A Thinker Behind and Ahead of His Time

David Hill Radcliffe*

A review of Character and Culture: Essays on East and West, by Irving Babbitt, with a new introduction by Claes G. Ryn, a bibliography of Babbitt's writings, and an index to all of Babbitt's books. New Brunswick: Transaction Publishers, 1995. l+361 pp. $21.95.

[From HUMANITAS, Volume IX, No. 1, 1996 Copyright © National Humanities Institute]

Transaction Publishers reprints Irving Babbitt's posthumous Spanish Character and Other Essays (1940) under a new title. For the new edition Claes G. Ryn has added a comprehensive introduction to Babbitt's life, works, and reputation. The book collects essays, reviews, and addresses written for various occasions during the period 1898 to 1930 and covers the wide range of topics the new title suggests. While the writing is occasional, Babbitt's principles, summed up in the concluding "What I Believe," are maintained with remarkable consistency. Some essays are better than others, and I would take issue with some of their judgments, but all bear witness to a challenging critical mind. This timely publication led me to reflect on Babbitt's place in history: one of this century's foremost nay-sayers to Progress, he was both behind and ahead of his time. As an articulate advocate for humane life and letters, he is for all times.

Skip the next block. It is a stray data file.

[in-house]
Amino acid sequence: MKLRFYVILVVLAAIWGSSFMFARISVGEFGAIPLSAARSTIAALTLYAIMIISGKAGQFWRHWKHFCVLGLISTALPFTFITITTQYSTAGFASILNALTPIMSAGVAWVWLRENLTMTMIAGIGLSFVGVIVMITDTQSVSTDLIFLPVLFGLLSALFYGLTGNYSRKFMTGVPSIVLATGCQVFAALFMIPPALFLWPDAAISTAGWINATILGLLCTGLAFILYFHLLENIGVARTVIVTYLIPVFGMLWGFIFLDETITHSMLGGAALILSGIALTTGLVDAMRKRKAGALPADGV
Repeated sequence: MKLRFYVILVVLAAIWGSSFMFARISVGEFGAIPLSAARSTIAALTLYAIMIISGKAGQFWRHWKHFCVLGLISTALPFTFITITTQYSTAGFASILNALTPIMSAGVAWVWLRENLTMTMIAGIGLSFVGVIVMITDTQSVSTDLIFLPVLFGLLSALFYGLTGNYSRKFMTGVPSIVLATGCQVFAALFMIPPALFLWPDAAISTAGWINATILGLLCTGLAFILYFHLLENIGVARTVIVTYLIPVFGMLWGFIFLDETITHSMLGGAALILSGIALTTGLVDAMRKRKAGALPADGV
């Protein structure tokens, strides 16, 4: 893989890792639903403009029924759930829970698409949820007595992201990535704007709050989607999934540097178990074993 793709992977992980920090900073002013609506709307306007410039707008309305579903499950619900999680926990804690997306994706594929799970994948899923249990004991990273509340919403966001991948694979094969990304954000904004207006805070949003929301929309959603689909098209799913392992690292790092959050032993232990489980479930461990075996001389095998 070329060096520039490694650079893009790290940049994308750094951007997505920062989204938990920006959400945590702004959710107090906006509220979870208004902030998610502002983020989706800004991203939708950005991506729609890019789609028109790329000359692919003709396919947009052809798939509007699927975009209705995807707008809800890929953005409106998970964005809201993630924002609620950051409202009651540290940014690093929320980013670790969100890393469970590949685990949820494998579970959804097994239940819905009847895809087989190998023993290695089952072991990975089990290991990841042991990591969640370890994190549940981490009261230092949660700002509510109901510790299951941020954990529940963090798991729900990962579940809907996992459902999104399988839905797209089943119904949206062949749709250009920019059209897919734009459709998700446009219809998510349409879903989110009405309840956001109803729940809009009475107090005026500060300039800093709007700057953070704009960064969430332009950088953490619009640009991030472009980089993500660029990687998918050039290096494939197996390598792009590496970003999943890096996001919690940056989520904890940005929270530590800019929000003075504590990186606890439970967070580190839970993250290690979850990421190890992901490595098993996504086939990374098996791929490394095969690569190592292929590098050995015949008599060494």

The literary discussions are those of a different era, written after nineteenth-century criticism had seen its day and before twentieth-century criticism had found its footing. Babbitt assailed the romantics' sensualism, sentimental imagination, and cult of personality and managed to make them less fashionable for a period. But like others of his generation, Babbitt was profoundly influenced by Victorian writers; he delivers his judgments in the resounding public voice of nineteenth-century social and cultural criticism. The alternative critical mode during the years Babbitt was writing was a philological idiom that embraced historical relativism and resisted literary standards. Because he rejected this, his writings now seem much less dated than those of his more progressive colleagues. The manner learned from Ruskin and Arnold, Emerson and Lowell is still appealing, though some humanists might prefer even older models. Babbitt did not practice the method of close reading that would become the hallmark of twentieth-century criticism; neither did he cultivate the detached civility characteristic of classical humanism. His criticisms sometimes suffer from the polemical urgency typical of culture criticism. One misses the poise of neoclassical critics, like Dryden, that Babbitt found inadequate: cooler heads, they were often better judges. Working in the Arnoldian mode, Babbitt often relies on touchstones to illustrate his points. He damned critical impressionism, but could practice it well enough when it suited his purpose, as in the essay on the Spanish character that gave the book its original title. This was not hypocritical: Babbitt's version of the romantic gusto was consistent with a doctrine that emphasized the interplay of imagination and understanding. His aim was to vivify general and public conceptions rather than particular and private sensations.